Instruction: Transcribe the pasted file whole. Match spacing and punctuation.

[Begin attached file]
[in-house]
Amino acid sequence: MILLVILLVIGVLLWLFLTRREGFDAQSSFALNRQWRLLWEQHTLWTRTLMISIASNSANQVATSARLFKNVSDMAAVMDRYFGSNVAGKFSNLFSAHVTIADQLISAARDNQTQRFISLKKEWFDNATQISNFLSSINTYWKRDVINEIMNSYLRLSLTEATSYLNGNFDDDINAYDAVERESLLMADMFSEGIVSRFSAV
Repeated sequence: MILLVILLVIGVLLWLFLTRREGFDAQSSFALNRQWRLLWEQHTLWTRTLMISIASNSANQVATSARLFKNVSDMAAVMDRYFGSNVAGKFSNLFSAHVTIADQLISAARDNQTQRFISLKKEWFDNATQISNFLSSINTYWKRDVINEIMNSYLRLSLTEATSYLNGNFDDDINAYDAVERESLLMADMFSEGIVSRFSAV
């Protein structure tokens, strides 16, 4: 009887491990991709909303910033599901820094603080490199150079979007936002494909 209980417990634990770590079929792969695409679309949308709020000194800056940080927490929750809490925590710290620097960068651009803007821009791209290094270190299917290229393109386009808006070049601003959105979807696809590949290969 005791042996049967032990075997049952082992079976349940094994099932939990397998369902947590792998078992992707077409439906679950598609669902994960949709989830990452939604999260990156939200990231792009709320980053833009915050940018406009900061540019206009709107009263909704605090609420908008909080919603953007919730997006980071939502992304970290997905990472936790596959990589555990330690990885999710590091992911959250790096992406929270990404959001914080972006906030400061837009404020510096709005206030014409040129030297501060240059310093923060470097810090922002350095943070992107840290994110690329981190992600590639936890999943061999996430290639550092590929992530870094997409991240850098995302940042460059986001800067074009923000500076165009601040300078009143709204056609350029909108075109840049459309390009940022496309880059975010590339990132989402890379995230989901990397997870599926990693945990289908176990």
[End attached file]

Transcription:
[in-house]
Amino acid sequence: MILLVILLVIGVLLWLFLTRREGFDAQSSFALNRQWRLLWEQHTLWTRTLMISIASNSANQVATSARLFKNVSDMAAVMDRYFGSNVAGKFSNLFSAHVTIADQLISAARDNQTQRFISLKKEWFDNATQISNFLSSINTYWKRDVINEIMNSYLRLSLTEATSYLNGNFDDDINAYDAVERESLLMADMFSEGIVSRFSAV
Repeated sequence: MILLVILLVIGVLLWLFLTRREGFDAQSSFALNRQWRLLWEQHTLWTRTLMISIASNSANQVATSARLFKNVSDMAAVMDRYFGSNVAGKFSNLFSAHVTIADQLISAARDNQTQRFISLKKEWFDNATQISNFLSSINTYWKRDVINEIMNSYLRLSLTEATSYLNGNFDDDINAYDAVERESLLMADMFSEGIVSRFSAV
């Protein structure tokens, strides 16, 4: 009887491990991709909303910033599901820094603080490199150079979007936002494909 209980417990634990770590079929792969695409679309949308709020000194800056940080927490929750809490925590710290620097960068651009803007821009791209290094270190299917290229393109386009808006070049601003959105979807696809590949290969 005791042996049967032990075997049952082992079976349940094994099932939990397998369902947590792998078992992707077409439906679950598609669902994960949709989830990452939604999260990156939200990231792009709320980053833009915050940018406009900061540019206009709107009263909704605090609420908008909080919603953007919730997006980071939502992304970290997905990472936790596959990589555990330690990885999710590091992911959250790096992406929270990404959001914080972006906030400061837009404020510096709005206030014409040129030297501060240059310093923060470097810090922002350095943070992107840290994110690329981190992600590639936890999943061999996430290639550092590929992530870094997409991240850098995302940042460059986001800067074009923000500076165009601040300078009143709204056609350029909108075109840049459309390009940022496309880059975010590339990132989402890379995230989901990397997870599926990693945990289908176990």